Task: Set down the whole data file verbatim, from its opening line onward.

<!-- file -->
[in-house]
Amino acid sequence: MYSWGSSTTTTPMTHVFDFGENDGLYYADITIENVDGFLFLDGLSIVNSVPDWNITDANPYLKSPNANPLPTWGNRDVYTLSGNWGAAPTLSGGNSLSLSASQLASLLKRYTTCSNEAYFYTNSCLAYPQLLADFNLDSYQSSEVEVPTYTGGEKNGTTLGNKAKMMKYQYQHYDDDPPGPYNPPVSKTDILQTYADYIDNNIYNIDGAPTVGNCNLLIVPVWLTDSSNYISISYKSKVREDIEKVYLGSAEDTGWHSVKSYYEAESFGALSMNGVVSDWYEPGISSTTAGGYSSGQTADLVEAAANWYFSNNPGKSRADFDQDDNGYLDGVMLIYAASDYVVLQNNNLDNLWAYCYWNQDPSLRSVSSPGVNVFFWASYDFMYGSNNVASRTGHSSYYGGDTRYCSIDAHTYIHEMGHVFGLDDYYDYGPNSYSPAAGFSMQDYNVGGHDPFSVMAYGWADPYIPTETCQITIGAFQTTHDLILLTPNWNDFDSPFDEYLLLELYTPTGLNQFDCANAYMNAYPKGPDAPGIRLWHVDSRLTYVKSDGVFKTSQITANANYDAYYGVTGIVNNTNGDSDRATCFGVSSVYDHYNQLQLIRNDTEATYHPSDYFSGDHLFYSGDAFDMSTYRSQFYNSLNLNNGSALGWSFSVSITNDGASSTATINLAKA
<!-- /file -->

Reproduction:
[in-house]
Amino acid sequence: MYSWGSSTTTTPMTHVFDFGENDGLYYADITIENVDGFLFLDGLSIVNSVPDWNITDANPYLKSPNANPLPTWGNRDVYTLSGNWGAAPTLSGGNSLSLSASQLASLLKRYTTCSNEAYFYTNSCLAYPQLLADFNLDSYQSSEVEVPTYTGGEKNGTTLGNKAKMMKYQYQHYDDDPPGPYNPPVSKTDILQTYADYIDNNIYNIDGAPTVGNCNLLIVPVWLTDSSNYISISYKSKVREDIEKVYLGSAEDTGWHSVKSYYEAESFGALSMNGVVSDWYEPGISSTTAGGYSSGQTADLVEAAANWYFSNNPGKSRADFDQDDNGYLDGVMLIYAASDYVVLQNNNLDNLWAYCYWNQDPSLRSVSSPGVNVFFWASYDFMYGSNNVASRTGHSSYYGGDTRYCSIDAHTYIHEMGHVFGLDDYYDYGPNSYSPAAGFSMQDYNVGGHDPFSVMAYGWADPYIPTETCQITIGAFQTTHDLILLTPNWNDFDSPFDEYLLLELYTPTGLNQFDCANAYMNAYPKGPDAPGIRLWHVDSRLTYVKSDGVFKTSQITANANYDAYYGVTGIVNNTNGDSDRATCFGVSSVYDHYNQLQLIRNDTEATYHPSDYFSGDHLFYSGDAFDMSTYRSQFYNSLNLNNGSALGWSFSVSITNDGASSTATINLAKA